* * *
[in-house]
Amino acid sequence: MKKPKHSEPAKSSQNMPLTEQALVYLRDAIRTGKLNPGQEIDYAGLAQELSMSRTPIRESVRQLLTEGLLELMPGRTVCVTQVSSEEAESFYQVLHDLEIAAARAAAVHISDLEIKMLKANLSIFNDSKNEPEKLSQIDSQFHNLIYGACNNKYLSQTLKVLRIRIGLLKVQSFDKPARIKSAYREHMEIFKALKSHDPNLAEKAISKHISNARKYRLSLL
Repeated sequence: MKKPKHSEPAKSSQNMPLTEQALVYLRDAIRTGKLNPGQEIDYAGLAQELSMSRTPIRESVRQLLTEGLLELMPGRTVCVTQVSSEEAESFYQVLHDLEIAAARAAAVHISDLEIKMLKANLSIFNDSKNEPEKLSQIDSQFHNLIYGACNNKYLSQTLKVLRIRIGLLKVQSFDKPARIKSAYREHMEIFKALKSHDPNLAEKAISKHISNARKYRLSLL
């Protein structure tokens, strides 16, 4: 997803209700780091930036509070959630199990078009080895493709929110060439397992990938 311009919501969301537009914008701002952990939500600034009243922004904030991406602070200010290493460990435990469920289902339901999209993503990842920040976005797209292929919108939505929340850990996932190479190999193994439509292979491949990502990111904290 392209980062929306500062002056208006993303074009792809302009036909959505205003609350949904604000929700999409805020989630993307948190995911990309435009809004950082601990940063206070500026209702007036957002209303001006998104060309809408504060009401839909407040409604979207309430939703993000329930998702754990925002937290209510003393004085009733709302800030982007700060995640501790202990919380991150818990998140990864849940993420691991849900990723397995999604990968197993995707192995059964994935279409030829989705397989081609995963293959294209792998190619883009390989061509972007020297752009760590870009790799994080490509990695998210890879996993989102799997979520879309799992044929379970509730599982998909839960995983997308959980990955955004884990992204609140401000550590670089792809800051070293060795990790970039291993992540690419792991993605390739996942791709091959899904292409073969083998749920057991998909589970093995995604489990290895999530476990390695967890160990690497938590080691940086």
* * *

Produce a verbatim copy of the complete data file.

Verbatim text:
[in-house]
Amino acid sequence: MKKPKHSEPAKSSQNMPLTEQALVYLRDAIRTGKLNPGQEIDYAGLAQELSMSRTPIRESVRQLLTEGLLELMPGRTVCVTQVSSEEAESFYQVLHDLEIAAARAAAVHISDLEIKMLKANLSIFNDSKNEPEKLSQIDSQFHNLIYGACNNKYLSQTLKVLRIRIGLLKVQSFDKPARIKSAYREHMEIFKALKSHDPNLAEKAISKHISNARKYRLSLL
Repeated sequence: MKKPKHSEPAKSSQNMPLTEQALVYLRDAIRTGKLNPGQEIDYAGLAQELSMSRTPIRESVRQLLTEGLLELMPGRTVCVTQVSSEEAESFYQVLHDLEIAAARAAAVHISDLEIKMLKANLSIFNDSKNEPEKLSQIDSQFHNLIYGACNNKYLSQTLKVLRIRIGLLKVQSFDKPARIKSAYREHMEIFKALKSHDPNLAEKAISKHISNARKYRLSLL
């Protein structure tokens, strides 16, 4: 997803209700780091930036509070959630199990078009080895493709929110060439397992990938 311009919501969301537009914008701002952990939500600034009243922004904030991406602070200010290493460990435990469920289902339901999209993503990842920040976005797209292929919108939505929340850990996932190479190999193994439509292979491949990502990111904290 392209980062929306500062002056208006993303074009792809302009036909959505205003609350949904604000929700999409805020989630993307948190995911990309435009809004950082601990940063206070500026209702007036957002209303001006998104060309809408504060009401839909407040409604979207309430939703993000329930998702754990925002937290209510003393004085009733709302800030982007700060995640501790202990919380991150818990998140990864849940993420691991849900990723397995999604990968197993995707192995059964994935279409030829989705397989081609995963293959294209792998190619883009390989061509972007020297752009760590870009790799994080490509990695998210890879996993989102799997979520879309799992044929379970509730599982998909839960995983997308959980990955955004884990992204609140401000550590670089792809800051070293060795990790970039291993992540690419792991993605390739996942791709091959899904292409073969083998749920057991998909589970093995995604489990290895999530476990390695967890160990690497938590080691940086």